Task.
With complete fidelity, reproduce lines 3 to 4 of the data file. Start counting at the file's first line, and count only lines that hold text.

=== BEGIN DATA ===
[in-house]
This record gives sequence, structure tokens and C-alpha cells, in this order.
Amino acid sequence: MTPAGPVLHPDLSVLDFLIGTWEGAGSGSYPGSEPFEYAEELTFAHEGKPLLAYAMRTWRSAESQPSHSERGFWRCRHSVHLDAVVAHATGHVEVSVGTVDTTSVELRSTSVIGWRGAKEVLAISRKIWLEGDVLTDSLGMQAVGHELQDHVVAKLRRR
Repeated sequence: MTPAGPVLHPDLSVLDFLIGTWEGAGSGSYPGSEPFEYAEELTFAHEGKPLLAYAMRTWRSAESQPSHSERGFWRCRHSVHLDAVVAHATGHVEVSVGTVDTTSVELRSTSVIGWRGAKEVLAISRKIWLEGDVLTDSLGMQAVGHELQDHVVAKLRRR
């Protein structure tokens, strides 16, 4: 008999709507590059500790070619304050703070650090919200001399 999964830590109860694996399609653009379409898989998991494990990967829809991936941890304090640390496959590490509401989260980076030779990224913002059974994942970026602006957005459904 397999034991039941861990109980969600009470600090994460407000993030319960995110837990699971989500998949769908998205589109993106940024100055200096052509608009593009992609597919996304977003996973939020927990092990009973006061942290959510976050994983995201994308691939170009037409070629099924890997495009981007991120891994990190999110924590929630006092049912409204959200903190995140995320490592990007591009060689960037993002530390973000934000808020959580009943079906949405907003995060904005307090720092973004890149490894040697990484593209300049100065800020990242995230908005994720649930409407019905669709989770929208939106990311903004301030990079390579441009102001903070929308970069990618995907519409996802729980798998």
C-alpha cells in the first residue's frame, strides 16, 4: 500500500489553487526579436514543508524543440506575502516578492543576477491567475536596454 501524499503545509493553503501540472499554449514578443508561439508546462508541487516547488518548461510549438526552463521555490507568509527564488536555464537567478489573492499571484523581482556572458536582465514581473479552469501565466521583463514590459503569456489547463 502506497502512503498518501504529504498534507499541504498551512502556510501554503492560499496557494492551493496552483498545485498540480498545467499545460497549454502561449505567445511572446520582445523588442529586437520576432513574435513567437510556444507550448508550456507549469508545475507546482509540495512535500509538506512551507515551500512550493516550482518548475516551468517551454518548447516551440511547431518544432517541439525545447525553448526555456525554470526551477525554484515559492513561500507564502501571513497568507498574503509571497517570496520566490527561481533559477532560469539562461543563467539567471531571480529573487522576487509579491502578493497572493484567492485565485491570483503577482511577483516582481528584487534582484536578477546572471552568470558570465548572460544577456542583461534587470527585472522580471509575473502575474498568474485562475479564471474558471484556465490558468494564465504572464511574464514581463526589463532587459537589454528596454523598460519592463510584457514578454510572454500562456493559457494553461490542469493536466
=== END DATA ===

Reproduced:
Amino acid sequence: MTPAGPVLHPDLSVLDFLIGTWEGAGSGSYPGSEPFEYAEELTFAHEGKPLLAYAMRTWRSAESQPSHSERGFWRCRHSVHLDAVVAHATGHVEVSVGTVDTTSVELRSTSVIGWRGAKEVLAISRKIWLEGDVLTDSLGMQAVGHELQDHVVAKLRRR
Repeated sequence: MTPAGPVLHPDLSVLDFLIGTWEGAGSGSYPGSEPFEYAEELTFAHEGKPLLAYAMRTWRSAESQPSHSERGFWRCRHSVHLDAVVAHATGHVEVSVGTVDTTSVELRSTSVIGWRGAKEVLAISRKIWLEGDVLTDSLGMQAVGHELQDHVVAKLRRR